The Madrigals of Gioseffo Zarlino (1517-1590): A Descriptive Analysis Of Their Musical Expression and Text Underlay
AuthorSherrill, Barbara Ellen
text underlay of Venetian madrigals
text expression of Venetian madrigals
St. Marks Cathedral in the 16th century
Committee ChairMcAllister, Peter
MetadataShow full item record
PublisherThe University of Arizona.
RightsCopyright © is held by the author. Digital access to this material is made possible by the University Libraries, University of Arizona. Further transmission, reproduction or presentation (such as public display or performance) of protected items is prohibited except with permission of the author.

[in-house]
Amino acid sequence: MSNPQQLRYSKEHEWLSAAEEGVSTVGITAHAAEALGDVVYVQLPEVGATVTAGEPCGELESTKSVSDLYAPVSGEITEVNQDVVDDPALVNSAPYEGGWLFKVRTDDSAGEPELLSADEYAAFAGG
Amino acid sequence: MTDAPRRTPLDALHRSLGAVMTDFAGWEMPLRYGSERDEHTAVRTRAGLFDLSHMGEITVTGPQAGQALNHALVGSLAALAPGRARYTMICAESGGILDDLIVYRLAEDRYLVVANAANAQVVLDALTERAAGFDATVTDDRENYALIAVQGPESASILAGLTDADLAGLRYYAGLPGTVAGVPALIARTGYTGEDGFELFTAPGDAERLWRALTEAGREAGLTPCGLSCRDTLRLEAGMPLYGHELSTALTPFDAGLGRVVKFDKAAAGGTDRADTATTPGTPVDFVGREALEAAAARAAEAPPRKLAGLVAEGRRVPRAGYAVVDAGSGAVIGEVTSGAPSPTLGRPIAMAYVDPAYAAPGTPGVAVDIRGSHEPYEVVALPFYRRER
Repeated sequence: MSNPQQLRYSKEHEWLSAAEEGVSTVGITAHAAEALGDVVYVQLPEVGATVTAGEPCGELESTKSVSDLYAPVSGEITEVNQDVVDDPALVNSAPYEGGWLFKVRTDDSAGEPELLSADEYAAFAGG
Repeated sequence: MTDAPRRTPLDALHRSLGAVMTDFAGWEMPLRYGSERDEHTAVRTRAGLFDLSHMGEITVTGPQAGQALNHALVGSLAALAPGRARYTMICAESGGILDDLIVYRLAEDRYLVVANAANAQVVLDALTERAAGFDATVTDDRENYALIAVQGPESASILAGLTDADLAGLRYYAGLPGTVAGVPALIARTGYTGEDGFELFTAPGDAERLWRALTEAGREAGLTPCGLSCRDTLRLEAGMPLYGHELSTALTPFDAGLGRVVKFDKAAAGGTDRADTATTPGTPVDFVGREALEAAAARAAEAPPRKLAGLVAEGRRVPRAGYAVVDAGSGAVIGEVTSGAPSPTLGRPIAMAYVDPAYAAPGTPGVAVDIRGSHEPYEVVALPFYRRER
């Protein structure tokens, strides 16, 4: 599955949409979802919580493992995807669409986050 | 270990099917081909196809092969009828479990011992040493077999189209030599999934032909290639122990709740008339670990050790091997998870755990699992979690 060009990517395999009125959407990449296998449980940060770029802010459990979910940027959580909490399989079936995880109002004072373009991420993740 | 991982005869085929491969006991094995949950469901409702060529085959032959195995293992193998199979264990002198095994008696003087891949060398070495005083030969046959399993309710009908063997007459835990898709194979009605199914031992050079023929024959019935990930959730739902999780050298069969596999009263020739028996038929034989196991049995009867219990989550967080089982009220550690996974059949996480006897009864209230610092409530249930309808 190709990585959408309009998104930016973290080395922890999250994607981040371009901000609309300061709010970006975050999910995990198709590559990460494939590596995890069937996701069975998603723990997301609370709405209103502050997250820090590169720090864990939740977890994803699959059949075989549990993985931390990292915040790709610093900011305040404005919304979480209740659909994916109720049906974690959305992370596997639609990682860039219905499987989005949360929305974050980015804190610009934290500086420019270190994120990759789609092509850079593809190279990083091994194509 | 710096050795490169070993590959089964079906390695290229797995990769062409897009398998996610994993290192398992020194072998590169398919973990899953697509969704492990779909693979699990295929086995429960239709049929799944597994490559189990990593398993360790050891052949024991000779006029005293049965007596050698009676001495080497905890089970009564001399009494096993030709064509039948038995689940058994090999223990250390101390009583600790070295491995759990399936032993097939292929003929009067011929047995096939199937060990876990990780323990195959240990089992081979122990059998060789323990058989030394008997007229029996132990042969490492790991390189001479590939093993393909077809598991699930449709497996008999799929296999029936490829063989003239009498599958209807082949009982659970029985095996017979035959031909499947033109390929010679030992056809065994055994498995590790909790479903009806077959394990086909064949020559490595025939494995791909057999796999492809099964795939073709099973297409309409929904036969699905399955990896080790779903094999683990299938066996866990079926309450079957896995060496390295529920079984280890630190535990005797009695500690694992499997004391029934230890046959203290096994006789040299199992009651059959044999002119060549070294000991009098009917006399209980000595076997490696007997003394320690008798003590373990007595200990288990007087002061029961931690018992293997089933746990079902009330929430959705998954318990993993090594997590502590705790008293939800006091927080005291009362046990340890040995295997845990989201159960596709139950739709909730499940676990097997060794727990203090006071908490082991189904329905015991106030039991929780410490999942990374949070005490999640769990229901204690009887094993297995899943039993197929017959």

AbstractThe Renaissance theorist Gioseffo Zarlino and his theoretical treatise Le istitutioni harmoniche were a vital link to the future of theory. His polyphonic music and ten text underlay rules are representative of the new music of the Venetian School, which was headed by his mentor Adrian Willaert. Examination of Zarlino's thirteen extant madrigals provides us with a direct example of these rules and the secular style of the Venetian School, who strived to elevate their secular works to that of sacred music. The style was inspired by Pietro Bembo's Petrarchan revival, in which Renaissance composers utilized medieval Petrarchan texts or wrote new texts in the Petrarchan style. The texts were set to music which was composed to express the emotions of the texts. Zarlino accomplished this through the selection of major, minor, and diminished sonorities, which began the move to major-minor tonality in the history of Western music.